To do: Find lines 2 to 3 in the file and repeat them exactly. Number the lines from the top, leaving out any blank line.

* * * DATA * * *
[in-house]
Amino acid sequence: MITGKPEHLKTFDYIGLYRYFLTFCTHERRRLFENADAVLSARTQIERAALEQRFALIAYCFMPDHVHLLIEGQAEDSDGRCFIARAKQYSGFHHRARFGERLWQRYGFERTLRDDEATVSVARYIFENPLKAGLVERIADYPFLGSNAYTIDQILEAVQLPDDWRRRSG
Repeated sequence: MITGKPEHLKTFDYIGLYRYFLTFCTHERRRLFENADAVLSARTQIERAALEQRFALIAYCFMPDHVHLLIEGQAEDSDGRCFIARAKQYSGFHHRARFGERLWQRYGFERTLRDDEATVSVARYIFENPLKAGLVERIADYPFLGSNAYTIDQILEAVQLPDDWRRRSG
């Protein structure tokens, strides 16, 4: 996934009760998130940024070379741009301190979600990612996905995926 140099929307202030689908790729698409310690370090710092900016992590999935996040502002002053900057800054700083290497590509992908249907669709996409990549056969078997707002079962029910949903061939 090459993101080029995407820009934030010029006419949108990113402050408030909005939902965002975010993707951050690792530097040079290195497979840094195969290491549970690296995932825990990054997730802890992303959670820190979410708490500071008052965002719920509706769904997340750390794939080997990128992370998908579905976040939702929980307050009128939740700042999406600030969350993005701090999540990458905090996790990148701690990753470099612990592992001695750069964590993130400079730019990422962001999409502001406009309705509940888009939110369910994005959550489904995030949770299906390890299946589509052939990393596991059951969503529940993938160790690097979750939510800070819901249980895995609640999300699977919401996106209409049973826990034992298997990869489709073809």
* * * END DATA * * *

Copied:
Amino acid sequence: MITGKPEHLKTFDYIGLYRYFLTFCTHERRRLFENADAVLSARTQIERAALEQRFALIAYCFMPDHVHLLIEGQAEDSDGRCFIARAKQYSGFHHRARFGERLWQRYGFERTLRDDEATVSVARYIFENPLKAGLVERIADYPFLGSNAYTIDQILEAVQLPDDWRRRSG
Repeated sequence: MITGKPEHLKTFDYIGLYRYFLTFCTHERRRLFENADAVLSARTQIERAALEQRFALIAYCFMPDHVHLLIEGQAEDSDGRCFIARAKQYSGFHHRARFGERLWQRYGFERTLRDDEATVSVARYIFENPLKAGLVERIADYPFLGSNAYTIDQILEAVQLPDDWRRRSG